Honestly, don’t tell Raven but that was the easiest part of the entire shoot! Once I was in full makeup and prosthetics I was at the mercy of the other actors and crew! But seriously, it wasn’t scary at all. Once the neck and eyes were on I couldn’t see anything and my mobility was severely limited because I didn’t want to rip anything off. That is where Raven and the crew really did all the heavy lifting. Raven was pulling double time on the acting front. She was feeling and reacting with me while I lay still on a bed. It was truly mesmerizing on her part. And the crew made sure to check in and make sure I wasn’t having a meltdown at any point. They kept me safe and kept me in frame. They also worked hard to make sure that I knew what they needed from me from moment to moment since I couldn’t see what was going on. It kept me engaged.  I mean the thing is, you can’t help but be fully invested once you have all that stuff on. You know it’s going to look awesome and people are excited to see how the special effects work. On top of that, it was one of those “we only get one shot at this” type shot. It wasn’t truly a get it in one shot type of deal, but the time it would take to set it all up again was daunting so everyone was pushing to nail it in one go. That really adds another level of professionalism and engagement by everyone. It’s quite exciting.  

Another interesting side effect of the prosthetics is that they force you to buy in. Once your vision is compromised you start to listen and feel more. You begin to tap into that energy that resonates in the scene.  In fact, while the prosthetics were being applied, Raven was filming an equally gruesome scene that had her stabbing an apple. Whew…that sound still lingers in my mind. It helped push me into the next scene with her and heightened everything.  

 What was your experience like working on this set with New 32? (Alternative question: what was your favorite scene to film/why?)

My personal experience of working with New 32 cannot be summed up into words. It was truly an honor. I’ve never been on a set where I’ve just felt so welcome and comfortable. It felt like a family. That’s so contrived but it really did. Every single person working on Biters was fully invested into making the best possible film. They were professional to the highest standard and went the extra mile to extract every ounce of magic from every second.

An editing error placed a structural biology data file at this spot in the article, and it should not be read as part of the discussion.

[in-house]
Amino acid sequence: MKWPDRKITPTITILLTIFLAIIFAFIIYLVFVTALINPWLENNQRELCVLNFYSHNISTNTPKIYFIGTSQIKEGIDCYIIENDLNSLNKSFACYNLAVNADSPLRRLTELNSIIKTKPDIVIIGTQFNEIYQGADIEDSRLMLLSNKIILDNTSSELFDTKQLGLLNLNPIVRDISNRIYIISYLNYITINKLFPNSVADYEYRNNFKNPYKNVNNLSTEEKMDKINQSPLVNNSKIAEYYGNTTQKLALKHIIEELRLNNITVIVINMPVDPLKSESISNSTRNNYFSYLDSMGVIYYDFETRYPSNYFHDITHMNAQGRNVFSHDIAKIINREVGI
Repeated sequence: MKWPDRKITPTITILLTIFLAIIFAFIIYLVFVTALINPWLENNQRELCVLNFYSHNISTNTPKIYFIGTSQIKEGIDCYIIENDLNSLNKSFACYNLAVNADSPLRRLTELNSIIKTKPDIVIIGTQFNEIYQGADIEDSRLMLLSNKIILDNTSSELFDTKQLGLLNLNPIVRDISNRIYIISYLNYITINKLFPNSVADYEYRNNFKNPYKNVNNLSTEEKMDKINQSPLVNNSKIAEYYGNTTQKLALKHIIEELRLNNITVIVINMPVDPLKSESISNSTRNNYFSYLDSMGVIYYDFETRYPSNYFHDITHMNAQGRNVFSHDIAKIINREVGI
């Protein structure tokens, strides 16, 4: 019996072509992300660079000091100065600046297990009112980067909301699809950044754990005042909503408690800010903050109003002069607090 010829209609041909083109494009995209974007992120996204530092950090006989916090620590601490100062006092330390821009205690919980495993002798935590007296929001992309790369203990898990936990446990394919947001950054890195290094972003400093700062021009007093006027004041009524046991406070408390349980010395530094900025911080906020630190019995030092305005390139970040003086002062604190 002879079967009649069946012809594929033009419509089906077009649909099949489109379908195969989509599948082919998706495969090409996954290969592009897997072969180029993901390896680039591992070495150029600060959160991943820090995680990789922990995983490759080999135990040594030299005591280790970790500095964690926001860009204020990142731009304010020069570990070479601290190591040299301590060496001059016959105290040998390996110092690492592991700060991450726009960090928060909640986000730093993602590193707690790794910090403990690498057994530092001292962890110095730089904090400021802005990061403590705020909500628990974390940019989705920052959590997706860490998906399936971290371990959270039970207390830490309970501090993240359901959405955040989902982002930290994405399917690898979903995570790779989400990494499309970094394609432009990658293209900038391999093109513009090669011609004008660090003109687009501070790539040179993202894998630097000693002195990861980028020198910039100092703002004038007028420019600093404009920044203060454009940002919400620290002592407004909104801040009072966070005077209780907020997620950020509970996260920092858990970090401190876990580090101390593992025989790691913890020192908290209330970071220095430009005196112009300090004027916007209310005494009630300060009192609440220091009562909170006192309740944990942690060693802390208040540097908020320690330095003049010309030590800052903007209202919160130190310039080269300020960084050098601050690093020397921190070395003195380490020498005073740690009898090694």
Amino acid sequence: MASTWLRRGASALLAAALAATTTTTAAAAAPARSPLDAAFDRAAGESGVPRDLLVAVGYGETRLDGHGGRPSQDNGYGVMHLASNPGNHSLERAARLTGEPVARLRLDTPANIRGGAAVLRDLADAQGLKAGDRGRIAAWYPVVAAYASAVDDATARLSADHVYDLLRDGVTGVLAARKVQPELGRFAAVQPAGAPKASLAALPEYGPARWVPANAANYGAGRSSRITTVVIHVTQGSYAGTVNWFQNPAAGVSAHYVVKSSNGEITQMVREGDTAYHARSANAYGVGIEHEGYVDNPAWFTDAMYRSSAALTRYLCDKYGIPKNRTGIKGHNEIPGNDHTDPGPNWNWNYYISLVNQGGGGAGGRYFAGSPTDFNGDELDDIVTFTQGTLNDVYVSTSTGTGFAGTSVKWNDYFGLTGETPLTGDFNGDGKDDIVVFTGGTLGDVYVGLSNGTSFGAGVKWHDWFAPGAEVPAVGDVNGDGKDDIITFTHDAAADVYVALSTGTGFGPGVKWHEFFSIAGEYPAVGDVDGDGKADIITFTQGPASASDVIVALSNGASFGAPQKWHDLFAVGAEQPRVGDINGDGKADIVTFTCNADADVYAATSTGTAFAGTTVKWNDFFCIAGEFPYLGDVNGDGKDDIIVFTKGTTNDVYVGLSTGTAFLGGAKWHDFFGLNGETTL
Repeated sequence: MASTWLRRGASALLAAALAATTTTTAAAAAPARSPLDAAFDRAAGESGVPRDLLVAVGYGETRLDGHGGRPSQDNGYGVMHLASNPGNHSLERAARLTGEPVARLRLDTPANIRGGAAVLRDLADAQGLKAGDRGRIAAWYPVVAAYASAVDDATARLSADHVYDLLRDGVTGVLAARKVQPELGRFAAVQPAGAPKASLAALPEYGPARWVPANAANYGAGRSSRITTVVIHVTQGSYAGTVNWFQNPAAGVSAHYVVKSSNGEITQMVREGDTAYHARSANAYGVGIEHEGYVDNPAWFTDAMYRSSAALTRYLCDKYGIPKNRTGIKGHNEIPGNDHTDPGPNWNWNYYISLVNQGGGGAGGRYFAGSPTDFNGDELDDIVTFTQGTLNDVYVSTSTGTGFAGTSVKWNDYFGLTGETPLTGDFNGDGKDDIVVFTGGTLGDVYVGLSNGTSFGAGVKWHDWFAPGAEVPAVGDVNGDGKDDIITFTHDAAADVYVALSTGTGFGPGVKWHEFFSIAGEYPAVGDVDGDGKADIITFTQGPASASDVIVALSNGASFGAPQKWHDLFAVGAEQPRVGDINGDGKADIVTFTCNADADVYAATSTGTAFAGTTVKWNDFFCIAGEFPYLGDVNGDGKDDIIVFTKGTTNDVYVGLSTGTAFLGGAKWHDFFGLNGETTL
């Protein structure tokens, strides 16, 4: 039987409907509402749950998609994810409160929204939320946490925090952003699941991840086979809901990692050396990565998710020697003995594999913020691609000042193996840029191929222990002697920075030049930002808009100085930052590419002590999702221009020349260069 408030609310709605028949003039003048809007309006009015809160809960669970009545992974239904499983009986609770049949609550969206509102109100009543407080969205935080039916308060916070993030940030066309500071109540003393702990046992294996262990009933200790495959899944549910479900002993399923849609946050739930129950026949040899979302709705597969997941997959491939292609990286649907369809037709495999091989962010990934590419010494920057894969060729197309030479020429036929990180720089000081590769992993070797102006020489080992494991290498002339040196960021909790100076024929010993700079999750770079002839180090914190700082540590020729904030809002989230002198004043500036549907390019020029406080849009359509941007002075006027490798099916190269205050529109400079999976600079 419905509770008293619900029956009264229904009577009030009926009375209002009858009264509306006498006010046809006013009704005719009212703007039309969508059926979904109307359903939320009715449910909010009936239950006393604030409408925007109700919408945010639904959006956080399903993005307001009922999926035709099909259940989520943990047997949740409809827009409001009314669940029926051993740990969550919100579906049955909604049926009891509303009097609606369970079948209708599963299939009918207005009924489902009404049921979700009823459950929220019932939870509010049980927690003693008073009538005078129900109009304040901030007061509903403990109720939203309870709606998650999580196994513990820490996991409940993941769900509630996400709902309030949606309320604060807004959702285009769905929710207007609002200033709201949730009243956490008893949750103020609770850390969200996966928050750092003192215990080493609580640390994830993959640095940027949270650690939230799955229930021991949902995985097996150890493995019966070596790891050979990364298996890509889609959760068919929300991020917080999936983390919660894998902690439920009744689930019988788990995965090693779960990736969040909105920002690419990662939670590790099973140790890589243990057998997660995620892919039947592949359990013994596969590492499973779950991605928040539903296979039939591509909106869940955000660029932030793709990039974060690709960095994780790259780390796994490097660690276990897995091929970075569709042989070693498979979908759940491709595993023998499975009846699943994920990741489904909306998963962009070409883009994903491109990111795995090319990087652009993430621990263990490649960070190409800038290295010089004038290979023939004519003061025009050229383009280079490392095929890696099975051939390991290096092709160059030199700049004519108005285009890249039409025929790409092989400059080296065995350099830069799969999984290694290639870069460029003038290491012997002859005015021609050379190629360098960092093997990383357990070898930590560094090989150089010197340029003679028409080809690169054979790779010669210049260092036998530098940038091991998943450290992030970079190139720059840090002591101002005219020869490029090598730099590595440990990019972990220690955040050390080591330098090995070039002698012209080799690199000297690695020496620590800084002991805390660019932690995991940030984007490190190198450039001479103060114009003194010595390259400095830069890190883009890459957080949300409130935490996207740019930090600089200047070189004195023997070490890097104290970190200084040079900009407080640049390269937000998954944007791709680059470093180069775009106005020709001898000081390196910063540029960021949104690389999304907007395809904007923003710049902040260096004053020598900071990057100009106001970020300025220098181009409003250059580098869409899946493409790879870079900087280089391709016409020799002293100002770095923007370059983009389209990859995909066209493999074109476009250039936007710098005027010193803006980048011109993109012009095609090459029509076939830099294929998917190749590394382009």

It was special. There is no other word I can think of. It was the best week of my life being on set and around everyone involved. Coming back to my regular life was hard to come to terms with for a day or two just because the experience was that special to me. I will forever hold working with New 32 as the pinnacle of what to expect from any project I work on.

My favorite scene? I loved them all for different reasons, but I suppose if I have to narrow it down it would be the kitchen scene. It just had so much going on and the camera coverage was insane. I felt very connected with Penelope and it was a pleasure navigating the scene with her.  It’s not often that you get a scene with so much emotion, objectives, balancing, and shifts in it. It was challenging on so many levels. But I think that when a scene is challenging then it truly is exhibiting the nature of humans. To me that in turn means the writing is ace, the directing is focused, and the actors are flowing. The scene had everything going for it. There were actually a couple of times during the scene that I got so into Raven’s performance, that I got sucked in and lost my place for a bit. Raven was mesmerizing. It was a humbling experience.  

 I know for actors it can be so difficult to keep up the motivation in a world of rejections. Are there things that keep your motivation fire stoked, or keep your optimism alive? 

Like Tad I tend to be easy going. I like to think that things happen for a reason and will work out.  It’s important to stay grounded and enjoy the process or it will eat you alive.

I recommend meditation, healthy hobbies, and anything that can feed your soul. It is true what they say about acting. It is a marathon and not a sprint. You just have to be willing to play the long game and not let immediate success or failure sway you from your path. I have a ritual/routine that I hold myself to for auditions and life. If you can establish what works for you and continue to work at it, then you will reap the rewards. Foster and grow yourself and your process. Harvest everything. It is very, very important to take the time to reflect and grow with any experience you have. It’s easy to ignore or pass by these things in such a hectic world. It is absolutely worth it and it will springboard your growth and understanding of life, acting, and feeling.

There are so many obstacles and people that don’t have your best interest at heart in this industry. I had another great acting teacher that once told me, “it’s like mining for gold. At first the water is cloudy and full of debris. But once you give it some time, that all settles and the gold will float to the top.” Give it time. Filter those bad things out. Be the gold that floats to the top. 

 

Any closing thoughts?

I just want to thank you for your time and reaching out to me with such great questions.  I hope I didn’t ramble on too much, but I used this as a sort of harvest and reflection as well. My hope is that Biters and Bleeders resonates with all sorts of  audiences. It carries so much weight with it and deserves to be experienced by not only fans of the horror genre, but anyone willing to confront the pitfalls, struggles and triumphs of a strong, female character in Penelope.  There really is something for everyone in this film…just as long as you can stomach the gore. It’s totally worth it. 

 

Molly Stein-Seroussi

Molly Stein-Seroussi

Author

Molly is an author, screenwriter, blogger, and brand manager for New 32 Productions. They are passionate about sharing content that helps filmmakers live a more productive, informed, and well-balanced life. They live in North Carolina with their spouse and way too many dogs.